Complexity, Innovation, And The Regulation Of Modern Financial Markets, Dan Awrey Jan 2012

Complexity, Innovation, And The Regulation Of Modern Financial Markets, Dan Awrey

Cornell Law Faculty Publications

The intellectual origins of the global financial crisis (GFC) can be traced back to blind spots emanating from within conventional financial theory. These blind spots are distorted reflections of the perfect market assumptions underpinning the canonical theories of financial economics: modern portfolio theory, the Modigliani and Miller capital structure irrelevancy principle, the capital asset pricing model and, perhaps most importantly, the efficient market hypothesis. In the decades leading up to the GFC, these assumptions were transformed from empirically (con)testable propositions into the central articles of faith of the ideology of modern finance: the foundations of a widely held belief ...


On The Theoretical Foundations For Regulating Financial Markets, Katharina Pistor Jan 2012

On The Theoretical Foundations For Regulating Financial Markets, Katharina Pistor

Faculty Scholarship

How we think about financial markets determines how we regulate them. Since the 1970s modern finance theory has shaped how we think about and regulate financial markets. It is based on the notion that markets are or can be made (more) efficient. Financial markets have been deregulated when they were thought to achieve efficient outcomes on their own; and regulation was designed to lend crutches to them when it appeared that they needed support. While modern finance theory has suffered some setbacks in the aftermath of the global crisis, defenders hold that improving market efficiency should still be the overriding ...


Bubbles, Busts, And Blame, Robert C. Hockett Apr 2011

Bubbles, Busts, And Blame, Robert C. Hockett

Cornell Law Faculty Publications

I argue that financial asset price bubbles and busts, such as those we have recently experienced in the mortgage and securities markets, are compatible with market efficiency, individual rationality, and even ethically unobjectionable behavior. The reason is that they constitute classic recursively self-amplifying collective action problems, the hallmark of which is the efficient aggregation of individually rational behaviors into collectively calamitous outcomes. In the present case, individuals rationally "legged the spread" between cheap borrowing costs and credit-fueled capital gains rates, neither of which market actors could affect in their individual capacities even when knowing that credit would have eventually to ...


Governing Interdependent Financial Systems: Lessons From The Vienna Initiative, Katharina Pistor Jan 2011

Governing Interdependent Financial Systems: Lessons From The Vienna Initiative, Katharina Pistor

Faculty Scholarship

This paper argues that while financial markets have become transnational, their governance structures have remained national at the core: Fiscal responsibility for crises is ultimately born by the nation state where the crisis occurred – whether or not it bears any responsibility for regulatory or policy failures. The tension between the transnational nature of markets and national responsibility for these markets has been revealed once more by the global financial and the European sovereign debt crises. Against this background, the Vienna Initiative (VI) offers the prospect of an alternative governance regime. The VI was formed to manage the fallout from the ...


The Confidence Game: Manipulation Of The Markets By Governmental Authorities, Caroline Bradley Jan 2009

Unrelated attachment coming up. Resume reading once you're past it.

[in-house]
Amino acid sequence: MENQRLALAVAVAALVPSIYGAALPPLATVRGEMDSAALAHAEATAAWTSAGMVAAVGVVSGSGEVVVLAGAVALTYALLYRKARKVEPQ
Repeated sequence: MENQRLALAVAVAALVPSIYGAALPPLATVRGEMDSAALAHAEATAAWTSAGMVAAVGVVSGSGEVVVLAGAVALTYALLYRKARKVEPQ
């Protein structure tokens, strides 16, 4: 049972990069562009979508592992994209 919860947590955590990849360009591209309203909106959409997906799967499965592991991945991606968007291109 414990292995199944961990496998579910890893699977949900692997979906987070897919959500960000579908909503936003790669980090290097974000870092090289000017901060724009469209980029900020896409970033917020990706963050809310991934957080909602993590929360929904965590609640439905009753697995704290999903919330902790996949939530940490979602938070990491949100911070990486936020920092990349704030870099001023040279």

The Confidence Game: Manipulation Of The Markets By Governmental Authorities, Caroline Bradley

Articles

No abstract provided.


Going-Private Decisions And The Sarbanes-Oxley Act Of 2002: A Cross-Country Analysis, Ehud Kamar, Pinar Karaca-Mandic, Eric L. Talley Jan 2005

Going-Private Decisions And The Sarbanes-Oxley Act Of 2002: A Cross-Country Analysis, Ehud Kamar, Pinar Karaca-Mandic, Eric L. Talley

Faculty Scholarship

This article investigates whether the passage and the implementation of the Sarbanes-Oxley Act of 2002 (SOX) drove firms out of the public capital market. To control for other factors affecting exit decisions, we examine the post-SOX change in the propensity of public American targets to be bought by private acquirers rather than public ones with the corresponding change for foreign targets, which were outside the purview of SOX. Our findings are consistent with the hypothesis that SOX induced small firms to exit the public capital market during the year following its enactment. In contrast, SOX appears to have had little ...


Asset Securitization And Corporate Risk Allocation, Christopher W. Frost Nov 1997

Asset Securitization And Corporate Risk Allocation, Christopher W. Frost

Law Faculty Scholarly Articles

Asset securitization is a financial innovation in which corporations sell financial assets to a specially formed entity that in turn taps financial markets for the purchase price. The device provides firms an alternative to raising capital through traditional debt and equity markets. Practitioners of the approach tout securitization as a means through which a firm can lower its overall cost of capital by limiting the risk facing investors in the securitized assets. Commentators have described asset securitization as "one of the most important financing vehicles in the United States." Interest in the device is increasing dramatically as more companies see ...


What Can Be Done About Stock Market Volatility, Tamar Frankel Nov 1989

What Can Be Done About Stock Market Volatility, Tamar Frankel

Faculty Scholarship

Volatility is as old as the financial markets. The bull market of 1986 and the crash that followed in 1987 were but the latest of periodic market gyrations that started with the South Sea Bubble and the Lombard Street run on commercial paper and have continued ever since.' Volatility in the financial markets would not be very important if market activity simply mirrored economic activity. Volatility would be much less important if the markets moved independently of the economy. But if we believe, as I do, that the markets and the economy are interdependent, and that their volatility is generally ...